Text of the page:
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- Hanyu, Uno keep Japan in the lead at World Team Trophy
- Uno, Mihara push Japan to first place as World Team Trophy opens in Tokyo
- A tribute to Mao Asada
- Russia’s Team Paradise wins second consecutive World title
- Interview with coaches Alexander König and Jean-François Ballester
Doronina defends Russian National title
- Published: January 5, 2008
Katarina Gerboldt, who stood in sixth after the short, won the ladies free skate, but missed the podium by 0.80 points. The 18-year-old earned 96.76 (46.98/52.28) points for her performance to Scheherezade and 144.64 overall.
The student of Alexei Mishin received two points deduction – one for falling on her second triple and another for finishing behind the music. Nonetheless, the 2007 Golden Spin bronze medalist landed four triple jumps: a loop, a toeloop, a triple flip-double toeloop-double loop combination, and a triple Salchow-double toeloop combination. Though she clearly ran out of stream during her circular step sequence, the judges felt that her performance skills were superior to everyone except Doronina.
Olga Naidenova, who stood in fourth after the short, placed second in the long with 95.63 (43.34/52.19) points, and moved up to third overall (145.34 points). The 20-year-old landed four triples jumps: two salchows (one in combination), a toeloop and a loop. She had strong spins, but her spiral sequence and steps were weak and after a mistake on her opening jump (she popped a flip into double) , she was visibly upset and didn’t recover her spirit until the end of the program.
Nevertheless, she was happy to medal.
“I’ve competed at Nationals for so long,” said Naidenova. “Of course I always dreamed of winning a medal and now this dream has finally came true. This medal is very important for me.”
Defending champion Ksenia Doronina managed to hang onto first place overall (149.09 points) after placing third in the long with 94.94 (40.83/54.11) points. The 17-year-old, who was brilliant at practice, struggled with the jumps in her long program to Tales of Travels. The student of Alla Pyatova landed her first three jumps: a triple flip, a triple Lutz (Boitano style), and a triple loop, but then underrotated and fell on a triple Salchow and singled her second Lutz and toeloop. The 2007 Russian Junior bronze medalist recovered to land a double Axel-double toeloop combination towards the end of the program, but her non-jumping elements and expression left much to be desired.
“I’ve tried to push the thoughts of defending my title out of my mind and just skate as well as I could and enjoy my performance,” Doronina later explained. “I’m not sure what happened later in the program. Perhaps after I landed three opening jumps I became too carried away with my music.”
Doronina also felt that she was helped in a roundabout way when the Russian Figure Skating Federation (RFSF) when they removed her from 2007 Cup of Russia lineup.
“It allowed me to concentrate on preparation for Nationals,” said Doronina, “but on the other hand, every competition is a valuable experience for me.”
When asked about her coaching change, she replied: “Sometime during summer camp, I felt like I’d lost rapport with Alexei Mishin. I have to come to the conclusion that in order to progress further, I have to move to a new coach. As I was very much impressed with Alyona Leonova’s skating, who is one of the leaders of the Russian junior team, I asked her coach Alla Yurievna Pyatova to take me.”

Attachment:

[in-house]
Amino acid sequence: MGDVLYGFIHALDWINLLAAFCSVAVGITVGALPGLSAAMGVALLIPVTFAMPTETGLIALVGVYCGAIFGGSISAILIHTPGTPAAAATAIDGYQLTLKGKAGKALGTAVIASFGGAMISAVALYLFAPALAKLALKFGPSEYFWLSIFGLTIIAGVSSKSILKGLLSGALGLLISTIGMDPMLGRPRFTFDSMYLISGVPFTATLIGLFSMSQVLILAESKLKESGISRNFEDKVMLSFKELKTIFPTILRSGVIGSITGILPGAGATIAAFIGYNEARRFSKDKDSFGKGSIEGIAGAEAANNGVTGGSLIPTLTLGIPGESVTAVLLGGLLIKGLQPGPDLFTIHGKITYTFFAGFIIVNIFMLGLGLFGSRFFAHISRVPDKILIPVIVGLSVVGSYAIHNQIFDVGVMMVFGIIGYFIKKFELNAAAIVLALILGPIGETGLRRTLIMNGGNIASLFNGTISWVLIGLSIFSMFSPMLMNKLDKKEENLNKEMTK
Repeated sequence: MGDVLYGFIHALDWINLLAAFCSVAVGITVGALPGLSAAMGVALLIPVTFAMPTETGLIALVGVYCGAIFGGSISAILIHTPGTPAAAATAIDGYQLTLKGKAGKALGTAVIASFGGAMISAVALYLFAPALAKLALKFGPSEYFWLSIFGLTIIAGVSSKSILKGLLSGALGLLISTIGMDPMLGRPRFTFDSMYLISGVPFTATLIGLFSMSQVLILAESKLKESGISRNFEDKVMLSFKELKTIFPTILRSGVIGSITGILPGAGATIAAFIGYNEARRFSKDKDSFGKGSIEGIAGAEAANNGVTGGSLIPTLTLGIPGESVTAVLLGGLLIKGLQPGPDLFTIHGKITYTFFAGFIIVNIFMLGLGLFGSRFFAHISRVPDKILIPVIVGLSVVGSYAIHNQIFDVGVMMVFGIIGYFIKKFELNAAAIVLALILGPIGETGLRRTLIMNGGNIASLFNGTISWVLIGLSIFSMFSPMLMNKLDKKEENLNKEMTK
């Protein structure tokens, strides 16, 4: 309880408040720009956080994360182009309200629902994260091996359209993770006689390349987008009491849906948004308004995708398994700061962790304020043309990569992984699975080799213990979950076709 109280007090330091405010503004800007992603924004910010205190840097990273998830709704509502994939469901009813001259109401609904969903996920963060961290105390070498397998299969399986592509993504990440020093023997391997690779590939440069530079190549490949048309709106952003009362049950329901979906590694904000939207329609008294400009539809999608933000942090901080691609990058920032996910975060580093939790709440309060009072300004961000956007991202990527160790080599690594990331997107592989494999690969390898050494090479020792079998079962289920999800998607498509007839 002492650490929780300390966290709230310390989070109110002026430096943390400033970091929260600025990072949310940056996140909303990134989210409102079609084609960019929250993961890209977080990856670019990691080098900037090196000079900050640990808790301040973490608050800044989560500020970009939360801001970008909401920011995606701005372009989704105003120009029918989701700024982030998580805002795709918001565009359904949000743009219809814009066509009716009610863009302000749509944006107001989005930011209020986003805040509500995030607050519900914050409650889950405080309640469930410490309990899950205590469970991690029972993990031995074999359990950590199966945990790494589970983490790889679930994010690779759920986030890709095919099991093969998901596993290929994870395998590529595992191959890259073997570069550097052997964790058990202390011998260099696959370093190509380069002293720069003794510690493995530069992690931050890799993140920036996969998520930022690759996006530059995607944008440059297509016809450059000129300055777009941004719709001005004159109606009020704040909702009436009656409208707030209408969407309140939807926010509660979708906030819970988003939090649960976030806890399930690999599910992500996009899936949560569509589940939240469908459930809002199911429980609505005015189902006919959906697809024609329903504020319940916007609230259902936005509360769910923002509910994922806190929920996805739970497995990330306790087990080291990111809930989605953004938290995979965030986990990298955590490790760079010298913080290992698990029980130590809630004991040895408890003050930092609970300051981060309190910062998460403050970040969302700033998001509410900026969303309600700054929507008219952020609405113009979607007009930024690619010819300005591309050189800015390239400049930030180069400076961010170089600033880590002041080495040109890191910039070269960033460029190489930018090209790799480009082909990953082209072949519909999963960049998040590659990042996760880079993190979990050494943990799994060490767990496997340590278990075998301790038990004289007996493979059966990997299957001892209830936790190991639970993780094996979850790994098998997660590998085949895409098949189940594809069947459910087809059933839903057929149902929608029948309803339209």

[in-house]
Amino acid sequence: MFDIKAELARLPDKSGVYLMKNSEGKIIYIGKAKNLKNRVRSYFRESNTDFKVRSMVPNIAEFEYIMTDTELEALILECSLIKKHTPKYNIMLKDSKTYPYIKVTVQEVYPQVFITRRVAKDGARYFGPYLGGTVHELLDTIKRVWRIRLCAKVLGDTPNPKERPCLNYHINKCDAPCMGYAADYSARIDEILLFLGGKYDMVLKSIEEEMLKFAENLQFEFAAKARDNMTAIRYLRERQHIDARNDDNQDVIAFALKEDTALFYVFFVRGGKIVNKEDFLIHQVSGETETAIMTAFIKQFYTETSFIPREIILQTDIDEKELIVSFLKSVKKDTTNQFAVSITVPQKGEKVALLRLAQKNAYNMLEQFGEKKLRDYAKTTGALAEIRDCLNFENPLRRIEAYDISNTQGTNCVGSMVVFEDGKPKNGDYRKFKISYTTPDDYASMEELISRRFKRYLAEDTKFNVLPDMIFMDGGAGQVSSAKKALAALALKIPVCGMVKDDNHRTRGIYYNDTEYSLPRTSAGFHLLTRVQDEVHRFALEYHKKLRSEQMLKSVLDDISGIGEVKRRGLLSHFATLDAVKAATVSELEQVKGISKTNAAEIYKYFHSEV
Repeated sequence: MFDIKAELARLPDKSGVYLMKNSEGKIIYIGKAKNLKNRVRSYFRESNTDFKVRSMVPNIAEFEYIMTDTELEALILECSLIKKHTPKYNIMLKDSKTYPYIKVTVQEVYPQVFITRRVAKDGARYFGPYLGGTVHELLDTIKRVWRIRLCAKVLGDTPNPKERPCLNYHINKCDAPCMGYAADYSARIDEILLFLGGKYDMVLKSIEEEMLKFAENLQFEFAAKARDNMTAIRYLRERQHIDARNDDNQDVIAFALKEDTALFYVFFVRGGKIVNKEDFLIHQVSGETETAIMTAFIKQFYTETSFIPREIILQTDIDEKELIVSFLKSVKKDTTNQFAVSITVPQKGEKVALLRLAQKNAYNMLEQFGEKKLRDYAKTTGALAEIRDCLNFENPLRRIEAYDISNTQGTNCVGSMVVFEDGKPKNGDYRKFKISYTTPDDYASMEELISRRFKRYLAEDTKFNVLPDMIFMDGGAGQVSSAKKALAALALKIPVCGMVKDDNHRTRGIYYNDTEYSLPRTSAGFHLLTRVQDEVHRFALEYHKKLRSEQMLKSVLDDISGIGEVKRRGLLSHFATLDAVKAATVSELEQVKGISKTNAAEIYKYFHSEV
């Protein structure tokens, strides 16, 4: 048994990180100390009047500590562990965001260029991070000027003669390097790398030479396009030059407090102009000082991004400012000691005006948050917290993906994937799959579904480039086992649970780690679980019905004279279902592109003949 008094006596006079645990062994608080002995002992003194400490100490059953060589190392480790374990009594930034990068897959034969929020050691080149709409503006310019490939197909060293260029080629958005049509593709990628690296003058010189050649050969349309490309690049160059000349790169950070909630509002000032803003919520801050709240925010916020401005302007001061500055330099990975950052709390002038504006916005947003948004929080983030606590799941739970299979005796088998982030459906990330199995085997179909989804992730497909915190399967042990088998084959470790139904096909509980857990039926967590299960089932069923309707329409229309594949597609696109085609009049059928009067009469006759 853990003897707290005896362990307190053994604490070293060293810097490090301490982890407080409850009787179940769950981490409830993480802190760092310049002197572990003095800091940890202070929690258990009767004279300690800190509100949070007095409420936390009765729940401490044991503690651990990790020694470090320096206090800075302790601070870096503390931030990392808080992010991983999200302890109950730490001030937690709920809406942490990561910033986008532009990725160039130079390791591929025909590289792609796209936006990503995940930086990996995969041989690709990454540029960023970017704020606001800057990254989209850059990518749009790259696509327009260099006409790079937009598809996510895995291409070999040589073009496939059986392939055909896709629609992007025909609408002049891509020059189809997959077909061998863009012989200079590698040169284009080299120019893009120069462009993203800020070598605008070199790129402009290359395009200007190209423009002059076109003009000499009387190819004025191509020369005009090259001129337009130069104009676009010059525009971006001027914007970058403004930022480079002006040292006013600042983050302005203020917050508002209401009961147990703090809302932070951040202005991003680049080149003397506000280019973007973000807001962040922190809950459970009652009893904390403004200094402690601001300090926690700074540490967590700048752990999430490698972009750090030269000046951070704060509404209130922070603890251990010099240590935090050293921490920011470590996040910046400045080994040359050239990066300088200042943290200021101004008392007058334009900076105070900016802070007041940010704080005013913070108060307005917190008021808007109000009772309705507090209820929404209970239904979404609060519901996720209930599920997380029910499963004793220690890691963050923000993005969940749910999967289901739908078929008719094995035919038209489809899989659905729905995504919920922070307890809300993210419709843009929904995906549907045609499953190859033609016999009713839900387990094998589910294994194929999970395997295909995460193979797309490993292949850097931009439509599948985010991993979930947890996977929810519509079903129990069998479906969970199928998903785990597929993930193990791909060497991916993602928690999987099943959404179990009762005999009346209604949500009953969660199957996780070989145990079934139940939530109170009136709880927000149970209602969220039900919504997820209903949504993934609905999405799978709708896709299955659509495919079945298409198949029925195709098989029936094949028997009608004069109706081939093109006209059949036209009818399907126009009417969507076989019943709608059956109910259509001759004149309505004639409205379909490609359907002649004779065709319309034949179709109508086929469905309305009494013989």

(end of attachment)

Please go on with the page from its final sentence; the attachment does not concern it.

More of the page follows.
Nina Petushkova finished second overall (146.99 points) after placing fourth in the long with 92.90 (46.06/46.84) points. The usually consistent skater doubled both her triple flip attempts, but otherwise landed four triples which included a Lutz, a toeloop, and two loops (one of which was in combination with a double toeloop). However, the 15-year-old’s spiral and step sequences were very weak.
Petushkova was happy to be competing in St. Petersburg and felt the event was very organized.
“I hoped to be in the position to medal,” Petushkova later told the press, “but my main task has been to come out and skate clean and not to bother about placements. Obviously, I didn’t manage it. I have to work more on my long program to avoid making such stupid mistakes in the future. Perhaps I simply haven’t skated it enough times.”
Petushkova also had a recent coaching change, switching from Andrei Kisliukhin to Zhanna Gromova last August.
“The reason was that I could get better training conditions at Khodynka than in Odintsovo,” explained Petushkova. “It’s closer to the place there I live and we have only 12 skaters on the ice during the practice, while in Odintsovo we often had 20.”
Yana Smenkhnova placed fifth in the long with 87.86 (39.90/48.96) points and remained in fifth overall with a total score of 137.20 points. She delivered an upbeat performance to Russian folk music, which included a triple Salchow and triple toeloop at the end of her program as well as very nice spins. Though she expressed the character of her music perfectly, she fell on her opening triple flip and doubled a toeloop and loop.
Oksana Gozeva slipped from third to sixth place overall (132.52 points) after placing ninth in the long with 79.06 (33.78/46.28) points. Though 18-year-old attempted a complete set of triples, they were mostly flawed.
The highest technical score of the night belonged to 11-year-old Elizaveta Tuktamysheva. The student of Alexei Mishin completed all five triples jumps: loop, Lutz (with step out), flip and Salchow (both in combination with a double toeloop), and toeloop. Despite her charming personality and lovely performance skills, her basic skating skills aren’t yet up to par on the Senior level and it hurt her in the program components scores. She placed eighth in the long with 84.30 (46.98/37.39) points and finished 10th overall (119.65 points).